Ours is a data-driven world
For businesses seeking to survive and thrive, data-driven decision-making has become an essential part of driving growth and remaining competitive. As data becomes more available to growing businesses, the pressure mounts to use that data effectively to steer the company through the rough waters of today’s competitive marketplace. In short, the more data that’s available, the greater the demand for making sense of that data.
That’s the job of Business Intelligence (BI) to help business leaders make informed decisions. BI ultimately helps organizations enhance operational efficiency and accelerate progress towards enterprise goals. They help companies keep a firm finger on the pulse of the business with informed insights, real-time performance metrics, and more accurate perspectives of operations from one end of the organization to the other.
As IT evolves, as the marketplace gets more sophisticated, and as the volume of business data proliferates, executives and managers depend more and more on nuanced business insights to make timely, efficient, and even surgical business decisions. The ability to adeptly monitor performance, forecast trends, improve customer experience, recognize impending opportunities, respond to blips in the market, and better manage departments has never been more powerful.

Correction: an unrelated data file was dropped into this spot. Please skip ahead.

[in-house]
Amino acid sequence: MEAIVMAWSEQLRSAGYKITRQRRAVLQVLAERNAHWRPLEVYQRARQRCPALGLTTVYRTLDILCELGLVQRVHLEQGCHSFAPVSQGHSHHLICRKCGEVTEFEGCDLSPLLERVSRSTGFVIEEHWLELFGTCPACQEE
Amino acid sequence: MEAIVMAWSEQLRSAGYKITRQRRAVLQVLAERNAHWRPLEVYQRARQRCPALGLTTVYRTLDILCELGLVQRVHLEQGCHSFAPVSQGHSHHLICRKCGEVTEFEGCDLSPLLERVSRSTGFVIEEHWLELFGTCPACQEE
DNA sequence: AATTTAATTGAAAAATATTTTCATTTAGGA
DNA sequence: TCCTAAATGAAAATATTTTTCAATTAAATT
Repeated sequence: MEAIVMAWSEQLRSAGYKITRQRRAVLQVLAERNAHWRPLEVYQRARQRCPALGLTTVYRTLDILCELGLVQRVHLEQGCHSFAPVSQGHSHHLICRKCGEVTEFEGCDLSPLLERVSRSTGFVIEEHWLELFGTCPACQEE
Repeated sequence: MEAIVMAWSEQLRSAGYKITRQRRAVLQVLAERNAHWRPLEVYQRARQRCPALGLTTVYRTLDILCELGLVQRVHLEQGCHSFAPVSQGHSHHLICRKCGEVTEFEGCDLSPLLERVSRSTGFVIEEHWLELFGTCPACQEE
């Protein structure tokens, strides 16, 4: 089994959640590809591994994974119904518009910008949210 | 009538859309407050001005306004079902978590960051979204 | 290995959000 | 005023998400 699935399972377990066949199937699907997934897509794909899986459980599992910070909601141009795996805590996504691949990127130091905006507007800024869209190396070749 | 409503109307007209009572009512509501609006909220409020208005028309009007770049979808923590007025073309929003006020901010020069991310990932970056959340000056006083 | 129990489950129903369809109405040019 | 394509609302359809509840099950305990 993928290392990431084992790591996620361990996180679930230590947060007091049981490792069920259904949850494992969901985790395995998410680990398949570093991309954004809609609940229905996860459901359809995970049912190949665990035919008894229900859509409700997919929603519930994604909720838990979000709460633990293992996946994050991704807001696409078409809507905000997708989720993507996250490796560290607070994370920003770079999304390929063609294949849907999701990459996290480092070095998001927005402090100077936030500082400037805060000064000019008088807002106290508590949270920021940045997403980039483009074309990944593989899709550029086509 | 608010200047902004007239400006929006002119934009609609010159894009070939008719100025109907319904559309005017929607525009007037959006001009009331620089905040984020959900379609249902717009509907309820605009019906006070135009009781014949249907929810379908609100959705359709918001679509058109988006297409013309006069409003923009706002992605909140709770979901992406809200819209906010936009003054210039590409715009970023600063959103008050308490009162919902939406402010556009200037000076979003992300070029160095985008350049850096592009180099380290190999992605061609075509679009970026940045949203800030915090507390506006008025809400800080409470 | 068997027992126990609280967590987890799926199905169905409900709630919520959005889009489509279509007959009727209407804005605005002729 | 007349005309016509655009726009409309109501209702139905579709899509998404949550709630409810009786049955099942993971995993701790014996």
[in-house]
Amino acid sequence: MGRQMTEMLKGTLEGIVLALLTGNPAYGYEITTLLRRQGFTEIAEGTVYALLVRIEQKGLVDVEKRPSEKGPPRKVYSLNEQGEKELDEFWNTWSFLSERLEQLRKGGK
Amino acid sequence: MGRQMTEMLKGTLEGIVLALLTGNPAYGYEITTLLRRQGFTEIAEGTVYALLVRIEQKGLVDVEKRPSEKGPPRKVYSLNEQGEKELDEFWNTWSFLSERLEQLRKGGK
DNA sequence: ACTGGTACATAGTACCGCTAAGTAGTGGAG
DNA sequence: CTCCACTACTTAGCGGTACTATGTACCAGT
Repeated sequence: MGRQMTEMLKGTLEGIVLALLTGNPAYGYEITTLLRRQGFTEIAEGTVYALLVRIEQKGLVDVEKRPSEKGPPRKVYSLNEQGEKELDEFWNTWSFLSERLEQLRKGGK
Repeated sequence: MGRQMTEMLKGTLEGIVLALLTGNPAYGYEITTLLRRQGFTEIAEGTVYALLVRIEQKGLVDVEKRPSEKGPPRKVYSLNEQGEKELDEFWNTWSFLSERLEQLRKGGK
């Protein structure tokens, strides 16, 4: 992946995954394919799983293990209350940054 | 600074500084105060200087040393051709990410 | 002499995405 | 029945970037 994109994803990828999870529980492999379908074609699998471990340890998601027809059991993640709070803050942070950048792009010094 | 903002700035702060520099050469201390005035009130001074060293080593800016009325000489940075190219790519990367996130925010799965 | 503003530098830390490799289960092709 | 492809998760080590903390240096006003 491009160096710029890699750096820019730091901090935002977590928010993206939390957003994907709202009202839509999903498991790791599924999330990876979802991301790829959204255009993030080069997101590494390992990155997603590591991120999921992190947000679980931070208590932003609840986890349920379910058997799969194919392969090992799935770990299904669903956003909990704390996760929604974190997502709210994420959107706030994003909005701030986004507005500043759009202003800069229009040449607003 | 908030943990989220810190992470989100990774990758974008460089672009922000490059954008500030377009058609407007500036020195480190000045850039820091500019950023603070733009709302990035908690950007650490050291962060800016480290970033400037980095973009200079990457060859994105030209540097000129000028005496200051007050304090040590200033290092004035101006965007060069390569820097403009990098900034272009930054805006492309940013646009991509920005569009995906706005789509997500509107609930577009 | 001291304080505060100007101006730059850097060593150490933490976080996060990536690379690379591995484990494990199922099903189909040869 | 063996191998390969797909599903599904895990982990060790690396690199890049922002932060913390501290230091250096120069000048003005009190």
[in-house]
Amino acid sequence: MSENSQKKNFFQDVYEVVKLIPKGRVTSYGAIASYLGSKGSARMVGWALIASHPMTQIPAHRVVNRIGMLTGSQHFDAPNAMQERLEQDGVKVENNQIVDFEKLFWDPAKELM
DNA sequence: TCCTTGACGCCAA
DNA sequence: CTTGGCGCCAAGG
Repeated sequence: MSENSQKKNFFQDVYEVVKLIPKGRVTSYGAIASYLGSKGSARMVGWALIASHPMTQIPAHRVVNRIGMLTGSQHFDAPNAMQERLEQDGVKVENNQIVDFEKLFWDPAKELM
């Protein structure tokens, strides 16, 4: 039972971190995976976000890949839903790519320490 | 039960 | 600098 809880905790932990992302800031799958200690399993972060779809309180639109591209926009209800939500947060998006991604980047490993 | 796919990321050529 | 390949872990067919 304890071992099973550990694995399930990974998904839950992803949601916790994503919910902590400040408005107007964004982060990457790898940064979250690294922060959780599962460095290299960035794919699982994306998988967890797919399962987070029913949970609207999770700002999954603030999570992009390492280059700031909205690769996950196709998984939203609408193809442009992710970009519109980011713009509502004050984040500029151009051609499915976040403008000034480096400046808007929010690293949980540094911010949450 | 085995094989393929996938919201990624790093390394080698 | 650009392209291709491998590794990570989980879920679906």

Calling all analysts
The rise in demand for ways to make sense of data has created a robust market for business intelligence (BI) analysts. Professionals with the ability to transform data to communicate information of high value to support an organization’s decision-making have never been more sought-after. In fact, BI is one of the only fields that has continued to expand over the last decade, even in the face of economic volatility.
According to Fortune Business Insights, a global research firm, the BI market is expected to grow to $43 billion by 2028. Not surprisingly, the U.S. Bureau of Labor Statistics reflects the same sentiments: the demand for business intelligence analysts is expected to grow by 14% from 2016 to 2026.
In fact, the demand for the position is far outpacing the supply, for many reasons. The sheer prominence of BI across all industries has created a shortage of qualified personnel. The job requires a unique set of skills that not everyone can claim to have: both technical and business expertise, and the ability to communicate with all types of stakeholders. With new BI technologies and tools continually emerging, the bar remains high, and the market remains competitive among job seekers.
It may be worth it
The position is also enjoying greater respect and prominence within organizations as well. Top decision-makers are choosing to invest more in the growth area and are not inclined to outsource the position. They recognize that analysts need to have an ongoing presence within the organization to make sure that what they do aligns with the current and future needs of the business.
In addition, the life of a BI project is one of constant modification, as goals change, metrics get added or subtracted, or new data becomes available. Support for new data and more responsive data reporting tools frequently expand the requirements of BI projects. There’s always more to do.